President Trump has been strongly critical of the World Health Organization (WHO) over its initial responses to the novel coronavirus and this, too, has highlighted the conspicuous divide between the US and international organizations under the Trump administration.
The partisan divide that has so prominently characterized US politics in recent years remains intact, and it is also becoming ever more apparent that opinions are divided within the administration and the Republican Party. President Trump said in a White House speech made on June 1 that he would not dismiss the possibility of deploying federal forces in order to rein in the anti-racial discrimination protests10, evoking criticism and doubt from within the administration and the Republican Party. Secretary of Defense Esper objected to the idea of deploying federal troops at a Department of Defense press conference on June 3. In a video message presented at the National Defense University's graduation ceremony on June 11, Chairman of the Joint Chiefs of Staff Milley, the US military's highest-ranking uniformed official, denounced racial discrimination and asserted that peaceful demonstrations were in accord with the principles of the US Constitution. On his having accompanied President Trump after the June 1 speech for a photo opportunity in front of St. John's Church once the demonstrators gathered in Lafayette Square north of the White House had been dispersed using tear gas and other means, Milley noted that his presence had given the mistaken impression that the military was involved in domestic politics and said, "I should not have been there...it was a mistake...11". Former Defense Secretary Mattis also garnered attention for a statement disapproving of President Trump's actions, saying that the president was causing division between the people and the military responsible for protecting the people and intentionally exacerbating this national division, and harshly criticizing the president for lacking mature leadership12. Republican Senator Murkowski of Alaska agreed with Mattis' remarks and expressed uncertainty about being able to support Trump's reelection.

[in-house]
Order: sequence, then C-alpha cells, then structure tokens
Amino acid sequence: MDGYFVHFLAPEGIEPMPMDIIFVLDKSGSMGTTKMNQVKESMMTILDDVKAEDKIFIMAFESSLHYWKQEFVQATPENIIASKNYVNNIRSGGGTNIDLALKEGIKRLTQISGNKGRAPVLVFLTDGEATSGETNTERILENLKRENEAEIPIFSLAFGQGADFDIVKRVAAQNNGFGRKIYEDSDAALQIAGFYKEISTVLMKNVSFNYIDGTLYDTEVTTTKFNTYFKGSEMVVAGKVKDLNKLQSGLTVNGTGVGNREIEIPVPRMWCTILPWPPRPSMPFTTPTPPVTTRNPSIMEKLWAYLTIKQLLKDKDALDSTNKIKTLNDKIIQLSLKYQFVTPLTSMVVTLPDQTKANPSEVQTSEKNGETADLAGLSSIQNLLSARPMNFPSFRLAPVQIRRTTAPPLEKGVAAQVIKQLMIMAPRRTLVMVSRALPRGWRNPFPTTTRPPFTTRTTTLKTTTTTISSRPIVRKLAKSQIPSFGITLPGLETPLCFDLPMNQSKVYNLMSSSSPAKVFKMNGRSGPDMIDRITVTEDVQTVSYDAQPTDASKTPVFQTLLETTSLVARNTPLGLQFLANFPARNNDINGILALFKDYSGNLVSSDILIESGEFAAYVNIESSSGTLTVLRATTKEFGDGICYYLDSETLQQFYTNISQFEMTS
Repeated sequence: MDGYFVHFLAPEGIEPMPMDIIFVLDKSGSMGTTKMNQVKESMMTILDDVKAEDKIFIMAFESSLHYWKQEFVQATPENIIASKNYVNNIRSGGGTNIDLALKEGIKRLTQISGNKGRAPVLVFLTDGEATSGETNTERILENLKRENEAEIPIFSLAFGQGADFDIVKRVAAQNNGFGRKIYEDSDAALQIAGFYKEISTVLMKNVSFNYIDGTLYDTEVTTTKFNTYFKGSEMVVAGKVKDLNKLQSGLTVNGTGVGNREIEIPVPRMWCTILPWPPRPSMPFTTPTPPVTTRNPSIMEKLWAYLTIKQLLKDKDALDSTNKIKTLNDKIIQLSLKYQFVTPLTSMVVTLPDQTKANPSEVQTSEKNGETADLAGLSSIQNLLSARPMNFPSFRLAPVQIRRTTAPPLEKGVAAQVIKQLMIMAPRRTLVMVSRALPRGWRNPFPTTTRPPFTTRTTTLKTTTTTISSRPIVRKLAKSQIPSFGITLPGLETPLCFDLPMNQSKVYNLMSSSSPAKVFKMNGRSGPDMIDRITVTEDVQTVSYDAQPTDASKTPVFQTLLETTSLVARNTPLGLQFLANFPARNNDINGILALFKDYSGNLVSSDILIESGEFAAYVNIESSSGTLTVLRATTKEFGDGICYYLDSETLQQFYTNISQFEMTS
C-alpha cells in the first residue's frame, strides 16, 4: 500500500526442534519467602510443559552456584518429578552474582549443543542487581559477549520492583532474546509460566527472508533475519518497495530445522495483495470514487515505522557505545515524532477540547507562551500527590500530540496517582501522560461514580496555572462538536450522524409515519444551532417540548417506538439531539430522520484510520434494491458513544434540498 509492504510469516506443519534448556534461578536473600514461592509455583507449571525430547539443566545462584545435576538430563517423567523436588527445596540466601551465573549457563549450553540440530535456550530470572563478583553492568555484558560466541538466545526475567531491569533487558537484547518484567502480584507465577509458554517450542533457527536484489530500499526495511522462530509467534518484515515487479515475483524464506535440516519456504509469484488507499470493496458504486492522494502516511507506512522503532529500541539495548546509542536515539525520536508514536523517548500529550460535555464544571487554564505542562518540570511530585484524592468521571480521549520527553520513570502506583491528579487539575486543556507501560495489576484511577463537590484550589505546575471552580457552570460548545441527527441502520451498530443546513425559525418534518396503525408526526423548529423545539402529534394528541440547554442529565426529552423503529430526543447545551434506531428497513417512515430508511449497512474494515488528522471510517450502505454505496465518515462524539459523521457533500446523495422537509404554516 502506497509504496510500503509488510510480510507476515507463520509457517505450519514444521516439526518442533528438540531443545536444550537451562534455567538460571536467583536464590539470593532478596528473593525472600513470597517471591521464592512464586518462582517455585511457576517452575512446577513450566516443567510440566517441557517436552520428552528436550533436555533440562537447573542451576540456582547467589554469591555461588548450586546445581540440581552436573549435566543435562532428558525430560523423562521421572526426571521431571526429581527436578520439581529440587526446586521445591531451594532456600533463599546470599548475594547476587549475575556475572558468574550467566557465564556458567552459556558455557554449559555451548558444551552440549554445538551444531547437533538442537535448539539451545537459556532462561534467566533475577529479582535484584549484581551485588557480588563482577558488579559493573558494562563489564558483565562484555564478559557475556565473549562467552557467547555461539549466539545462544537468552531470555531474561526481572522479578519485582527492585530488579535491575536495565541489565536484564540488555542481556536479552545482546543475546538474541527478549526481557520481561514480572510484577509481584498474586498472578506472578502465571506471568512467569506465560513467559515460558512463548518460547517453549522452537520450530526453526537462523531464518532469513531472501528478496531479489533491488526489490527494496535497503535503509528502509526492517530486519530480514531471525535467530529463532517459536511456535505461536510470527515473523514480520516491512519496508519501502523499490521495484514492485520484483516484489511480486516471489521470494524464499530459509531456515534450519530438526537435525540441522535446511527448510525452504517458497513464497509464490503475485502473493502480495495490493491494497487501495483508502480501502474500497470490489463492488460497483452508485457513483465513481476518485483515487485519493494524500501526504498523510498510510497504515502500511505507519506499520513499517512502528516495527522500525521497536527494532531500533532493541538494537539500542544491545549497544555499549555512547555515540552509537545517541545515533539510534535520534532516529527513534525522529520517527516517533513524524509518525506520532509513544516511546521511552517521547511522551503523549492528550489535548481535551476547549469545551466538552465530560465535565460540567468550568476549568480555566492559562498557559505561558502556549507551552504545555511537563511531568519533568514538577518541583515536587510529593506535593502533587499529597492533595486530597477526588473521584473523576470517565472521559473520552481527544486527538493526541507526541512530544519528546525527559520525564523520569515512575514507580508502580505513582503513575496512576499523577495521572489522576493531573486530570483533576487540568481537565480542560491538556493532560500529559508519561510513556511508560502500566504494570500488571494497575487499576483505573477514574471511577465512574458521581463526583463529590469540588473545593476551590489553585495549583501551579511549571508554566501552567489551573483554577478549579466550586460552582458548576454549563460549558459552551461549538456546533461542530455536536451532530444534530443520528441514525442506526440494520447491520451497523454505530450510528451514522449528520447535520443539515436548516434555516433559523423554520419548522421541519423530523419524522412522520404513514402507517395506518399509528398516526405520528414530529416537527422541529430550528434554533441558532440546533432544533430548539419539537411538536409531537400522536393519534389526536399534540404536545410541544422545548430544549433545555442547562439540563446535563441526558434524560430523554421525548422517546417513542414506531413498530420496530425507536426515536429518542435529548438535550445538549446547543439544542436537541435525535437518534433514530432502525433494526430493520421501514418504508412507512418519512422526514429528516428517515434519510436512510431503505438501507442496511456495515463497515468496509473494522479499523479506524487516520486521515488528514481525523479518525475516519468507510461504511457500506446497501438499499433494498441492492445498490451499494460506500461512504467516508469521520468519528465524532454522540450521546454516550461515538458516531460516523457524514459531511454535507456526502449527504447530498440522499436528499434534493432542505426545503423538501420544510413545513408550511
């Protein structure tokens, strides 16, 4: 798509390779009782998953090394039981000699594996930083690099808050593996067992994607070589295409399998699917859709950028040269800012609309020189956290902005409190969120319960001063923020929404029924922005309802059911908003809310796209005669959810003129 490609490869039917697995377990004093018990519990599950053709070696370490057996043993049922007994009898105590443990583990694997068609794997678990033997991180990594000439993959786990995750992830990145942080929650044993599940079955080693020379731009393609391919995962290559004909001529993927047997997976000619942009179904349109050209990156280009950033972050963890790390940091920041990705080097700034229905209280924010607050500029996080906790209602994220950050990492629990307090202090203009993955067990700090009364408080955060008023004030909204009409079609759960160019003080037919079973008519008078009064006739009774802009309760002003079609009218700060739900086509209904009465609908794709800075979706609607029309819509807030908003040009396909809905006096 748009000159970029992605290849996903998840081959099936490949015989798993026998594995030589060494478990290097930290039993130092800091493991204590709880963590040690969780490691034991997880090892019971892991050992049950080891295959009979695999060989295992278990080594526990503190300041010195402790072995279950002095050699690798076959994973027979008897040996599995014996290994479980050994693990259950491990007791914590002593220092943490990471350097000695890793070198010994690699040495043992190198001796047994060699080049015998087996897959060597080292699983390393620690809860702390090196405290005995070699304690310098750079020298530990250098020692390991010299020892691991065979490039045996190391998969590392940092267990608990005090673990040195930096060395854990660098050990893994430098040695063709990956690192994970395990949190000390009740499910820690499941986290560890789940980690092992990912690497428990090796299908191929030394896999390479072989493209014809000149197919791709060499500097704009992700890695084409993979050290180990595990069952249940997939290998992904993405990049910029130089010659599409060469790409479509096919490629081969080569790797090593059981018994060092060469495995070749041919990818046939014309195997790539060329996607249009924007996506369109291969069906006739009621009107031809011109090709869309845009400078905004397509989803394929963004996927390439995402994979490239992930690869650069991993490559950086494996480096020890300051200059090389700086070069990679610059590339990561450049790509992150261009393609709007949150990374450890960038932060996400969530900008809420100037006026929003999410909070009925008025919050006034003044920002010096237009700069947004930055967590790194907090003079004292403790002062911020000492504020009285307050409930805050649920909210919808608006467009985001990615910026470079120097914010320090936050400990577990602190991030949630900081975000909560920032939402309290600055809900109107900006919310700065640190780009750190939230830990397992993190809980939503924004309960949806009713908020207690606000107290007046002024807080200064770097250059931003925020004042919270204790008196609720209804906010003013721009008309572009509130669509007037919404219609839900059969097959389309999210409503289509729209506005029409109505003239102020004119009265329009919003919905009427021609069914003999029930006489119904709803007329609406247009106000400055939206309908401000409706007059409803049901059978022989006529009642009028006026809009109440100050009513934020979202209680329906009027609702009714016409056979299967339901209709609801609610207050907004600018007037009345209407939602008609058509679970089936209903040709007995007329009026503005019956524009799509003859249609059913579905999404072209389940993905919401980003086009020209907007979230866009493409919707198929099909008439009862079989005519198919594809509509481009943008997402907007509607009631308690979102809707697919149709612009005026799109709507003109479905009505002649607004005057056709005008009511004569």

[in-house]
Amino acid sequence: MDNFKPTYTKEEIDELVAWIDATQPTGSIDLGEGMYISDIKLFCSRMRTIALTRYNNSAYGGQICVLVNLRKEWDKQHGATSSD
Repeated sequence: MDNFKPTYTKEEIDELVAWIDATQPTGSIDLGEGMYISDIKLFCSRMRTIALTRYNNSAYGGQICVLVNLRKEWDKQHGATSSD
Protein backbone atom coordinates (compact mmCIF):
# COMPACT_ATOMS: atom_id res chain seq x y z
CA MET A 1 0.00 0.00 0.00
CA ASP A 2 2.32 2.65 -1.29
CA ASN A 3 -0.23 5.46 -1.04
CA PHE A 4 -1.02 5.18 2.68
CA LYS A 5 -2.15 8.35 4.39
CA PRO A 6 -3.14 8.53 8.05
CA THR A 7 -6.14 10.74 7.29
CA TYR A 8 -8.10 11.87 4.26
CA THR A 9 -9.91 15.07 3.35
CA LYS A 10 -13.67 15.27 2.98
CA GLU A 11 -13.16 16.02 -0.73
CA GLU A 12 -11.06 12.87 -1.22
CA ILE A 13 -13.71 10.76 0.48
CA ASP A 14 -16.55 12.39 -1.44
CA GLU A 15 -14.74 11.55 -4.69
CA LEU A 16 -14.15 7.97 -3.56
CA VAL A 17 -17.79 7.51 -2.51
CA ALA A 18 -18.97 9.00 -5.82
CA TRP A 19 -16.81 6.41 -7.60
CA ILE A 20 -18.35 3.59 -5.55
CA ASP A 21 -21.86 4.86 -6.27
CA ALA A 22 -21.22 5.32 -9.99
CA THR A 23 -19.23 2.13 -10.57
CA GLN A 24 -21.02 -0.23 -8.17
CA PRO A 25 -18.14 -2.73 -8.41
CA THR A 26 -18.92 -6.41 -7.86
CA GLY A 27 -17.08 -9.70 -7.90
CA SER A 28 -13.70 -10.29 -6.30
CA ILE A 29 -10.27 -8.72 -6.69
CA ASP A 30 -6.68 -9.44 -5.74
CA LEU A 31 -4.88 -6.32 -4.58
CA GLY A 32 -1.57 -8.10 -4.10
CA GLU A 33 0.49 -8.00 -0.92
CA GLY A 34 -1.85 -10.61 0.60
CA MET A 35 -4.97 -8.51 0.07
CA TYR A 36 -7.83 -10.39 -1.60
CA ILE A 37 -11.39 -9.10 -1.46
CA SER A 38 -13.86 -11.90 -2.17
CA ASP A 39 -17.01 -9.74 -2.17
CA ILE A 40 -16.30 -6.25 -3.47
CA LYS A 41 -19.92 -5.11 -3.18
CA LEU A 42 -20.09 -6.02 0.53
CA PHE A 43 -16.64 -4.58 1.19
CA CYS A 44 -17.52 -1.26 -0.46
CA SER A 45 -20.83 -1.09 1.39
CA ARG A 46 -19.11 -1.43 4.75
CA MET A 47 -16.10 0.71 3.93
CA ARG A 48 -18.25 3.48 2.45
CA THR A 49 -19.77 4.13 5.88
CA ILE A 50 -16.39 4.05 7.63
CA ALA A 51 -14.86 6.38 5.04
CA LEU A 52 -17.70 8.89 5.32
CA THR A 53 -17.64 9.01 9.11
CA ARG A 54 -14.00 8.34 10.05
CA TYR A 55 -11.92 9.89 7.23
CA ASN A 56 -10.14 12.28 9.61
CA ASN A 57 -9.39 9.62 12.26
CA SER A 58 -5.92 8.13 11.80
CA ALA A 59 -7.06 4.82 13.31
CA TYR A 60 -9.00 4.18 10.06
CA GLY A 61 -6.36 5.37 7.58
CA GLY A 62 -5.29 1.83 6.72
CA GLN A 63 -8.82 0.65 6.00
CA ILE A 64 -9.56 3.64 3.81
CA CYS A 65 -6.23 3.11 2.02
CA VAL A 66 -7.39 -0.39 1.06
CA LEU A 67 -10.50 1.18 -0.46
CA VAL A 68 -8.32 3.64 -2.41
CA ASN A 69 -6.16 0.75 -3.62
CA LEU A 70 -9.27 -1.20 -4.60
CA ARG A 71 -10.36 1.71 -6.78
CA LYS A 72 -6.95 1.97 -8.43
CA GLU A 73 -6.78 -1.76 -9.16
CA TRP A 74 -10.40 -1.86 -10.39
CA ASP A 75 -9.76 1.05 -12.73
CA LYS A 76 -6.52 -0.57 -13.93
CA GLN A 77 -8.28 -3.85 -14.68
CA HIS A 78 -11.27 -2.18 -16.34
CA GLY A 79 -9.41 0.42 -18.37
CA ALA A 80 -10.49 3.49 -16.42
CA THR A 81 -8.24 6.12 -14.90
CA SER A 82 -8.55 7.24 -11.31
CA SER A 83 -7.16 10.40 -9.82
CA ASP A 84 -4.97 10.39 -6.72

Divisions in the US, stemming from the partisan divide and amplified by President Trump's behavior, are already apparent at every level. With the convergence of two historic developments - a coronavirus pandemic and growing protests against racial discrimination - these divisions seem to be aggravating social upheaval. As people continue to suffer from the ever-changing disruptions, a long-term perspective will be needed to discern what solutions US politics can formulate to calm social unrest and ultimately how American democracy will demonstrate its resilience in the midst of unprecedented social turmoil.
(Dated June 15, 2020)